Acrylic on Canvas | 6 X 6 | Individually sold $500 | Set of 3 $1200
“It is strictly believed and understood by the Sioux that a child is the greatest gift from Wakan tanka, in response to many devout prayers, sacrifices and promises.”
For many Great Plains tribes, a special amulet was created for each newborn baby. Immediately after delivery, one of the female attendants would cut the child’s umbilical cord and its end was tightly bound with sinew. Parts were kept and placed in one of these special amulets which often had the particular shape of small reptiles such as lizards, snakes and turtles – animals hard to catch or kill. These amulets were regarded as longevity charms and thought to protect the child during its formative years. Hung from the cradleboard, an amulet could also serve as a playful distraction for the baby. They were often beautifully quilled or beaded, perhaps by a proud grandmother, and became treasured heirlooms. If the amulet were ever to be sold, the umbilical cord was always removed, carefully buried and the buckskin container was resewn.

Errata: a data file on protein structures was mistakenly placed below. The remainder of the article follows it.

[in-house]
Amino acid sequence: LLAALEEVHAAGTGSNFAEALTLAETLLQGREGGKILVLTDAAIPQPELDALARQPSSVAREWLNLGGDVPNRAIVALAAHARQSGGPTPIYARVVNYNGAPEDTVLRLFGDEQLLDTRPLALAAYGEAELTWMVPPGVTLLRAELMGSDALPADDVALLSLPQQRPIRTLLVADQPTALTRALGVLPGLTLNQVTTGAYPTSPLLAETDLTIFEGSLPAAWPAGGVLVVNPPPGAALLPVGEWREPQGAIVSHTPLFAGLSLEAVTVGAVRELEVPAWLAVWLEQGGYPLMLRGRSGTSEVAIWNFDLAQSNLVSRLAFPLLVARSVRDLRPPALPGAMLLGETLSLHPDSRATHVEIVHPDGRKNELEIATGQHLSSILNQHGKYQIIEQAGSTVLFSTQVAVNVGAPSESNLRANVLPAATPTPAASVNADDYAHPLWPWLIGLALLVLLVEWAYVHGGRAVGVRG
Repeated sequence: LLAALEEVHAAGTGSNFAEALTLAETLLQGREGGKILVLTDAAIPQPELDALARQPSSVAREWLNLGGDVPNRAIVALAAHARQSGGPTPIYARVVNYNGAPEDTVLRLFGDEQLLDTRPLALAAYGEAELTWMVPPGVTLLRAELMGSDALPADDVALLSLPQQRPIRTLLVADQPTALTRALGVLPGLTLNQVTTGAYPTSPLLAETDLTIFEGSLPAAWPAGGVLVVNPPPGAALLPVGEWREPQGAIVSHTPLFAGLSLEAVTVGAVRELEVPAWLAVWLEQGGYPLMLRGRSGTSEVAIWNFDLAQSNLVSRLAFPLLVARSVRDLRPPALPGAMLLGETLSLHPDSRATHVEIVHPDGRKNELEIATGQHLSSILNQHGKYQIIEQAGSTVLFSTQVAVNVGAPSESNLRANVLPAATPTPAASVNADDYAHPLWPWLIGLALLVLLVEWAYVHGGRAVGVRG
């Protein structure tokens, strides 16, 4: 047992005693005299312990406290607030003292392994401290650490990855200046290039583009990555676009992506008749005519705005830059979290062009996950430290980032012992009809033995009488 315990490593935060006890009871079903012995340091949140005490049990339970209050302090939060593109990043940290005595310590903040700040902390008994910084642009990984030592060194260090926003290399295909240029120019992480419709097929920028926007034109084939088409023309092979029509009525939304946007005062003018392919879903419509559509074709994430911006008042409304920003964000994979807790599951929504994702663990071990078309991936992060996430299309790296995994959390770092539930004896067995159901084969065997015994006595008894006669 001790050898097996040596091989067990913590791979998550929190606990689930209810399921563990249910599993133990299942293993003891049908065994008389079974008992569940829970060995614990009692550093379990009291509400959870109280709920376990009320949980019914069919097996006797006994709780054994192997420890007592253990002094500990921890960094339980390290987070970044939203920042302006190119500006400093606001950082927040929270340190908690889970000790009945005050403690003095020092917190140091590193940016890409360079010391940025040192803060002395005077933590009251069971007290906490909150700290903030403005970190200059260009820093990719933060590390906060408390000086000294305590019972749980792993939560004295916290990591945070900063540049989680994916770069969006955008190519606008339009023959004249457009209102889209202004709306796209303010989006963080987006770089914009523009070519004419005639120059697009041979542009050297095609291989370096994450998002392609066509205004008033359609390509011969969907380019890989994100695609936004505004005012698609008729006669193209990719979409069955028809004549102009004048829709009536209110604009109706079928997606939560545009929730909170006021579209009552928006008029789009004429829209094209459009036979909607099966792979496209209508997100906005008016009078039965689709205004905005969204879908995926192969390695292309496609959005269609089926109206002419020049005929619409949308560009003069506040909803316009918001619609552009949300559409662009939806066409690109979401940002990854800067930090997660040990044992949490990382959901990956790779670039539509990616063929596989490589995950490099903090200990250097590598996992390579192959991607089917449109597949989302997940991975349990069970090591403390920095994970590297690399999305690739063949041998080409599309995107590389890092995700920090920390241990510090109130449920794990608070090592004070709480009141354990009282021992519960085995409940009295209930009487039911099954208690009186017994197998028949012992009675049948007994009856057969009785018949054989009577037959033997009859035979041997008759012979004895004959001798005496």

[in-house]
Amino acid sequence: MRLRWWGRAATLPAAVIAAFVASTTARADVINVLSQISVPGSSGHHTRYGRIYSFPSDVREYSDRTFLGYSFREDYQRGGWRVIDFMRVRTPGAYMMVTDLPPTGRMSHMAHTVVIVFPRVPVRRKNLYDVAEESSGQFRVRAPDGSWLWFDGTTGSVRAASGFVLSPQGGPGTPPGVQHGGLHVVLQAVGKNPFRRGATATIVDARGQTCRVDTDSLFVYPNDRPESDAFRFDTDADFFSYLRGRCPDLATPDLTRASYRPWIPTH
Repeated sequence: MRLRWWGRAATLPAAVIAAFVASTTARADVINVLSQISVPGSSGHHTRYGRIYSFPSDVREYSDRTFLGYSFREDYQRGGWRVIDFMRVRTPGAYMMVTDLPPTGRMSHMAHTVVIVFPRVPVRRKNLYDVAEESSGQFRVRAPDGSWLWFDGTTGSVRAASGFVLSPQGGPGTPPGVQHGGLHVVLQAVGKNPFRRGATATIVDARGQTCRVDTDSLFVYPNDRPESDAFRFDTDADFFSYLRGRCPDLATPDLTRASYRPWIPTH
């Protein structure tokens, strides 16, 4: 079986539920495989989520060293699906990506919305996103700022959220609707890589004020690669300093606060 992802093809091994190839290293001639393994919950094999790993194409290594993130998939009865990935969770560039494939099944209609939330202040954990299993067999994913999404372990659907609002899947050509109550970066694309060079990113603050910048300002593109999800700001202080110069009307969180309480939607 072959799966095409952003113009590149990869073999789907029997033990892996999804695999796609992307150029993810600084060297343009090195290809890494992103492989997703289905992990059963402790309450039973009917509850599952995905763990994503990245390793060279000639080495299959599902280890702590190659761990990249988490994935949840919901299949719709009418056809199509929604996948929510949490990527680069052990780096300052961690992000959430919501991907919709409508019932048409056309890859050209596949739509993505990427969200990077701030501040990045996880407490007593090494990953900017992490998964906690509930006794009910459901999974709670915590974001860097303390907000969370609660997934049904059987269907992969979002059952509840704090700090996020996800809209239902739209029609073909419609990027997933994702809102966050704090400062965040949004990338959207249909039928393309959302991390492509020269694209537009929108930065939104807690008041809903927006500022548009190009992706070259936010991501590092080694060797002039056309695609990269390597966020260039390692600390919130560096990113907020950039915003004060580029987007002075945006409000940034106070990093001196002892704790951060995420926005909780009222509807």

These four little Lakota Sioux beaded amulets all represent the turtle. According to Rosalie Little Thunder, “Turtles have hard shells that are tough, like the Lakota people!”